Measles outbreak highlights importance of immunisation
The recent measles outbreak in New South Wales has highlighted the importance of promoting the measles-mumps-rubella (MMR) vaccine for children under 5 years of age, adolescents and young adults.
A young adult returning home from overseas while infectious with measles caused the NSW outbreak in April. This person transmitted the virus to other susceptible contacts, which resulted in further clusters of cases in metropolitan Sydney.
In Australia, most measles cases occur in unvaccinated people who are infected overseas. However, most of the recent NSW cases had no history of overseas travel. This indicates the disease was spread within the local community to people who were unvaccinated or not fully vaccinated.
The highest notification rates of measles in NSW were in children younger than 5 years of age. This was largely as a result of transmission to infants under a year old who were too young to be vaccinated. The 15 to 19 year age group has also had high rates of measles, with several high schools affected. Persons of Pacific Island and Aboriginal backgrounds have been disproportionately affected. The majority of these cases were unvaccinated.
Measles is caused by a highly contagious virus that is spread from an infected person via respiratory droplets (through coughing and sneezing) or through the air. It can be a very severe disease. About 1 in 10 children with measles will get an ear infection and as many as 1 in 20 will develop pneumonia. About 1 in 1,000 will get encephalitis, and half in this group will die. Worldwide, there are an estimated 20 million cases of measles each year and 164,000 deaths resulting from the disease. More than half of these deaths occur in India.
Anyone exposed to measles who is not immune to the virus is likely to become infected with the disease. The infectious period is from 2 days before the onset of symptoms until 4 days after the rash has appeared. Measles symptoms include fever, followed by runny nose, conjunctivitis, cough and Koplic spots in the mouth. A few days later a rash appears on the face and works its way down the body and limbs.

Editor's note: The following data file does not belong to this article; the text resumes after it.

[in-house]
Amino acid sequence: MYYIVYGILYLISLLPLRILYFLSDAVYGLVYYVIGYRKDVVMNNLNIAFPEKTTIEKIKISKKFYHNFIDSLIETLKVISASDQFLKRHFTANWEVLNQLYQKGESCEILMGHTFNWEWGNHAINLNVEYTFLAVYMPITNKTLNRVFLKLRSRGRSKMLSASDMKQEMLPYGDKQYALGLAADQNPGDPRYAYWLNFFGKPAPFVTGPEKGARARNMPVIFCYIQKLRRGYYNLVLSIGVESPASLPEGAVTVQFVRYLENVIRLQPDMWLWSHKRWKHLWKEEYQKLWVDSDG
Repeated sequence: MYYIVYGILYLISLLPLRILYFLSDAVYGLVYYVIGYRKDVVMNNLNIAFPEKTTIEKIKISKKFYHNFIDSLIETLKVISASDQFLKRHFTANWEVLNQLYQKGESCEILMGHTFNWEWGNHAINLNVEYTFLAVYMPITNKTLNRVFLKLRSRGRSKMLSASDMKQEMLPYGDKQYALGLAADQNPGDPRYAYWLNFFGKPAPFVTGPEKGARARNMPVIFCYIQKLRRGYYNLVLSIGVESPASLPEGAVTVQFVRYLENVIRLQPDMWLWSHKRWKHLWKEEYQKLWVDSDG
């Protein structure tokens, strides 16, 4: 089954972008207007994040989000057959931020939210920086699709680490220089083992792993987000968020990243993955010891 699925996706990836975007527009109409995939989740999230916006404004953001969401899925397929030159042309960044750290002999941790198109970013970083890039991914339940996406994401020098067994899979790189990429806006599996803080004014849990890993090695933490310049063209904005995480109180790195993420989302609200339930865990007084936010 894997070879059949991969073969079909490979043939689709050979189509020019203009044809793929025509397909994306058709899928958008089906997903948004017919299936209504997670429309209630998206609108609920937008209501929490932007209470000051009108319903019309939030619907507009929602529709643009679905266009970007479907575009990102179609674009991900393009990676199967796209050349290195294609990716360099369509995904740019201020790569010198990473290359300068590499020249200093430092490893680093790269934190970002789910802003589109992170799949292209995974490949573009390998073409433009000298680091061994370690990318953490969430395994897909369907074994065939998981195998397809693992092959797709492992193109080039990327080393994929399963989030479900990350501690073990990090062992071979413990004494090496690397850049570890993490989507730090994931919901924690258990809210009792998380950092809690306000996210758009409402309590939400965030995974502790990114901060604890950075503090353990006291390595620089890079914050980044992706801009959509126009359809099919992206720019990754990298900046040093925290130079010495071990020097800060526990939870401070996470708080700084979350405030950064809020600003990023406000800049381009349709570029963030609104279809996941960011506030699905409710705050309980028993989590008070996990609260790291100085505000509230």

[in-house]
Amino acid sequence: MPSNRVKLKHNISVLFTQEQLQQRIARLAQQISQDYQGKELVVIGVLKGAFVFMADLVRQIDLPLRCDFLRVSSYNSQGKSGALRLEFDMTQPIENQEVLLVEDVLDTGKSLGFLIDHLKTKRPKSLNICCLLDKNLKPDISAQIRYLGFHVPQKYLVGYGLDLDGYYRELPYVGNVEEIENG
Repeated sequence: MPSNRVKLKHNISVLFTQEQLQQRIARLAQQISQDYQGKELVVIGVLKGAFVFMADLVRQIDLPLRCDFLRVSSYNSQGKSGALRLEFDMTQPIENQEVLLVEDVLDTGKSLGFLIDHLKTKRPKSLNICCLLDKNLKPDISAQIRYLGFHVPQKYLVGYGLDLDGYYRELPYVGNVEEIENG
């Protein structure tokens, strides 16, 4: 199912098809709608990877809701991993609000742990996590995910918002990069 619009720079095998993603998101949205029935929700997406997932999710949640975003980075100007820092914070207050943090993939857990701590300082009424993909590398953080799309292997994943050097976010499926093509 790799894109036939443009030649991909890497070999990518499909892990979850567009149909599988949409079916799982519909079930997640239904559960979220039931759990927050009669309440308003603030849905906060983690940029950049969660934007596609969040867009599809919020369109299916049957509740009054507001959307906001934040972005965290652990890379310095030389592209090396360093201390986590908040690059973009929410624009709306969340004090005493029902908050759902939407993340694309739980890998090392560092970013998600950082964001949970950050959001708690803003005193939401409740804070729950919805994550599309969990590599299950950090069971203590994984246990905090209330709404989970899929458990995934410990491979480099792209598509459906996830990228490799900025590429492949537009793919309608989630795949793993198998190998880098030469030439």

It is important to recognise the early signs and symptoms of measles to prevent further spread. Anybody suspected of having measles should be encouraged to undertake appropriate testing (PDF 511KB), with specimens sent to PathWest for urgent processing. In addition, a notification form should be completed and sent to the Communicable Disease Control Directorate in metropolitan areas, and the local public health unit in regional areas.
Anybody who is infected, or is suspected of being infected, should be isolated from non-immune people and kept away from places such as the workplace, school and day care centres. They should remain isolated until the results of tests are available to determine appropriate management. This includes contact tracing of immediate household and social contacts. Local public health staff can assist with contact tracing.
The MMR vaccine is safe and effective and is recommended to be given at 12 months and 3.5 to 4 years of age. Two doses of vaccine, at least a month apart, will provide lifelong protection.
Children or adults born during or since 1966, who do not have evidence of measles infection or documented evidence of having received two doses of the MMR vaccine, are considered to be susceptible to measles and should be strongly encouraged to have the MMR vaccine.
Measles can be prevented by immunisation. Health service providers are encouraged to alert parents to the importance of having their children fully immunised.
People planning overseas travel should be encouraged to ensure that they have received 2 doses of the MMR vaccine at least 1 month apart.